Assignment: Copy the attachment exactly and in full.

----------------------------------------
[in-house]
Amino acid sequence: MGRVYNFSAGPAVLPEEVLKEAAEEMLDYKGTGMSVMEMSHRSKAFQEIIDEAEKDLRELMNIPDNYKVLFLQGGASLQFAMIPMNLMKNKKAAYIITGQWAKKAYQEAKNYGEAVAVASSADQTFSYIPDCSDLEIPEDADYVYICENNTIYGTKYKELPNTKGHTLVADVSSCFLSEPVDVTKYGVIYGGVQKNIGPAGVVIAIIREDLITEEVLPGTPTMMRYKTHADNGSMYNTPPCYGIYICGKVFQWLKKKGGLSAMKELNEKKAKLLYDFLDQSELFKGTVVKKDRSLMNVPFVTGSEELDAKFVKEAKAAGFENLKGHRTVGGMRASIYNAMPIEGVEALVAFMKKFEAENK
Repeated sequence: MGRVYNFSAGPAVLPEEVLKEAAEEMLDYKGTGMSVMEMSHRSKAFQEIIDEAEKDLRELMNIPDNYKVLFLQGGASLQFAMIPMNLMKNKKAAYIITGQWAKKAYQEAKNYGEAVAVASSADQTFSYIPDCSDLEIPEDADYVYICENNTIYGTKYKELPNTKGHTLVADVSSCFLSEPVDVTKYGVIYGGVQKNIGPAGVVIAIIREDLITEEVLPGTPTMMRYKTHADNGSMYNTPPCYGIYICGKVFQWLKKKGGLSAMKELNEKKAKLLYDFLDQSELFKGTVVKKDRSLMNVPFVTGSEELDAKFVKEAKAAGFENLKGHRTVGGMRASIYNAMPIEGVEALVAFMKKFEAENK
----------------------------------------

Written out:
[in-house]
Amino acid sequence: MGRVYNFSAGPAVLPEEVLKEAAEEMLDYKGTGMSVMEMSHRSKAFQEIIDEAEKDLRELMNIPDNYKVLFLQGGASLQFAMIPMNLMKNKKAAYIITGQWAKKAYQEAKNYGEAVAVASSADQTFSYIPDCSDLEIPEDADYVYICENNTIYGTKYKELPNTKGHTLVADVSSCFLSEPVDVTKYGVIYGGVQKNIGPAGVVIAIIREDLITEEVLPGTPTMMRYKTHADNGSMYNTPPCYGIYICGKVFQWLKKKGGLSAMKELNEKKAKLLYDFLDQSELFKGTVVKKDRSLMNVPFVTGSEELDAKFVKEAKAAGFENLKGHRTVGGMRASIYNAMPIEGVEALVAFMKKFEAENK
Repeated sequence: MGRVYNFSAGPAVLPEEVLKEAAEEMLDYKGTGMSVMEMSHRSKAFQEIIDEAEKDLRELMNIPDNYKVLFLQGGASLQFAMIPMNLMKNKKAAYIITGQWAKKAYQEAKNYGEAVAVASSADQTFSYIPDCSDLEIPEDADYVYICENNTIYGTKYKELPNTKGHTLVADVSSCFLSEPVDVTKYGVIYGGVQKNIGPAGVVIAIIREDLITEEVLPGTPTMMRYKTHADNGSMYNTPPCYGIYICGKVFQWLKKKGGLSAMKELNEKKAKLLYDFLDQSELFKGTVVKKDRSLMNVPFVTGSEELDAKFVKEAKAAGFENLKGHRTVGGMRASIYNAMPIEGVEALVAFMKKFEAENK